Friday, June 19, 2009

Friday afternoon tidbits

This weekend I'm firing up the third in a series of what Simon Ferrari so astutely referred to as "open-world nonsense": Prototype. It'll have to be something special to top Red Faction: Guerrilla in that category, but as long as it's better than inFamous I'll be happy. The excessive gore may help with that.

-A couple more burnout-related links to share. In comments to my post, CBZ posted a link to an essay by Steven Poole called "Working for the Man," which covered similar territory in a far more comprehensive and thoughtful manner. Poole points out the preponderance of games that feature some kind of virtual economy, wherein you need to earn credits/points/dollars in order to make your character more powerful. I'd also add that open-world games, which often spring new objectives on you mid-mission, are a lot like working for a scatterbrained boss. "Go do this. Wait, no, do this instead! Why haven't you finished the other thing I asked you to do?"

-Duncan Fyfe comes at a similar topic from the opposite perspective. He says it's hard to write about games that don't excite him, good or bad. This is burnout from the writer's perspective -- when you feel you have nothing interesting or worthwhile to share about a game. That's hard to overcome. You can't force it. Last fall I expended many more words on a game I didn't like, Mirror's Edge, than some games that I liked very much. (But more still on Fallout 3, which I loved.) With writing, as with playing, the feeling that you're doing it out of a sense of obligation and not passion is the surest sign that you need to try a different approach.

-For an example of what inspired writing looks like, check out Alice and Kev, the tale of a homeless family in The Sims 3. In spare prose, Robin Burkinshaw details the virtual lives of Alice and Kev, which seem to contain far more pathos and moments of quiet nobility than you'd find in games with more intrusive authorship. This is wonderful stuff. And the screenshots are just perfect.

-Michael Abbott and Nels Anderson had a brief, cross-blog conversation about DLC (part 1 at the Brainy Gamer, part 2 at Above49). Both raise good points, but it's important to remember that not all DLC is created equal. Expansions to otherwise complete games, like Fallout 3 or Rock Band, are not quite the same as paying to unlock content that's already on the disc. Personally, I don't think I'd pay for a maxed-out golfer in Tiger Woods, or guns in a first-person shooter, especially if I could earn them another way. But given that doing so is likely to put you at a disadvantage in multiplayer, it does seem a little devious.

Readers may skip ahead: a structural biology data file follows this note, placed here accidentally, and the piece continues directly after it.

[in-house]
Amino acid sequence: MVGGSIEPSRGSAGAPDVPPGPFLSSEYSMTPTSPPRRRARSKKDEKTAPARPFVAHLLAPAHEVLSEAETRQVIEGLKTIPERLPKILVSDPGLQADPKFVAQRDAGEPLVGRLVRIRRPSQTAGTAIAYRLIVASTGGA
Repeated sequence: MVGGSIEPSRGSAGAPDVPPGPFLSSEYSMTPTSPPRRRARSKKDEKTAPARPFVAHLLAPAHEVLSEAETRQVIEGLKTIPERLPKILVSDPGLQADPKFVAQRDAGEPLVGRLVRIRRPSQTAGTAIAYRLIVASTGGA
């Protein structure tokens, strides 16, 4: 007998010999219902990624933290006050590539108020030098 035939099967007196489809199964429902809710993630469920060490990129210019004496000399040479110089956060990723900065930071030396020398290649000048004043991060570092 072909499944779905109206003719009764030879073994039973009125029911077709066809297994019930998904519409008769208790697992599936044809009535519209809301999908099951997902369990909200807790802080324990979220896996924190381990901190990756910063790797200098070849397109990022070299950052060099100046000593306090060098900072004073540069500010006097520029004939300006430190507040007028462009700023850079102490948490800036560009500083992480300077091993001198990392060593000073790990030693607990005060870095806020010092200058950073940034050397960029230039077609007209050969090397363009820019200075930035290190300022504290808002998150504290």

-Ben Abraham revisits the enigma of Surfer Girl Reviews Star Wars. I'm not sure I ever read that blog more than once or twice, so the whole story was new to me. Ben is thorough in covering it all. The story of a pseudonymous blogger who gets fed up and sets fire to the place reminded me of Billmon. Some people say it's better to burn out than to fade away. I disagree.

-Shortly after I subscribed to the blog Fierce Punch last fall, Mike Rousseau stopped writing it. He's back now. Sometimes writing is in the blood. Good to have him back.

1 comment:

Simon Ferrari said...

Good God, Mitch: that one little comment has gotten me more traffic than any article I've actually written and gotten linked somewhere else! You're a popular man, I suppose. Thanks for the props; I made that comment as a pithy aside, but after you mentioned it I had to sit and think about how much I agreed with it. I decided that it actually did pretty much sum up my experience with the genre, which may be the most internally inconsistent bunch of games ever created.

That said, from what I've read about Red Faction: Guerrilla it sounds like they figured out how to make one of these things work best--namely by getting rid of all narrative conceit. Hope you enjoy Prototype more than you did Infamous... I preferred the former, but Trent Pollack didn't... and I respect his opinion more than my own :) Have a good weekend!